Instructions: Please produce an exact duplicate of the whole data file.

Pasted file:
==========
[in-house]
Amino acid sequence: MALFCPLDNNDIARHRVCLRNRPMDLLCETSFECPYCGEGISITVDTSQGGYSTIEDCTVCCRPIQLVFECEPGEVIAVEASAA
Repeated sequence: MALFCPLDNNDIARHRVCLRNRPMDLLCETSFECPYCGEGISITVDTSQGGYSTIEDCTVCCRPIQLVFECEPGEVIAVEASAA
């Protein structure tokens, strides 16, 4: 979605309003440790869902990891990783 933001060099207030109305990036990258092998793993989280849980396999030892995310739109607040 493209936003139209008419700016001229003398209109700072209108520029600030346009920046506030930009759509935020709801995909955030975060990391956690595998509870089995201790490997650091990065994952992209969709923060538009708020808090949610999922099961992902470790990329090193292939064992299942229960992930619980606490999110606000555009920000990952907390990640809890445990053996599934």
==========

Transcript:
[in-house]
Amino acid sequence: MALFCPLDNNDIARHRVCLRNRPMDLLCETSFECPYCGEGISITVDTSQGGYSTIEDCTVCCRPIQLVFECEPGEVIAVEASAA
Repeated sequence: MALFCPLDNNDIARHRVCLRNRPMDLLCETSFECPYCGEGISITVDTSQGGYSTIEDCTVCCRPIQLVFECEPGEVIAVEASAA
């Protein structure tokens, strides 16, 4: 979605309003440790869902990891990783 933001060099207030109305990036990258092998793993989280849980396999030892995310739109607040 493209936003139209008419700016001229003398209109700072209108520029600030346009920046506030930009759509935020709801995909955030975060990391956690595998509870089995201790490997650091990065994952992209969709923060538009708020808090949610999922099961992902470790990329090193292939064992299942229960992930619980606490999110606000555009920000990952907390990640809890445990053996599934």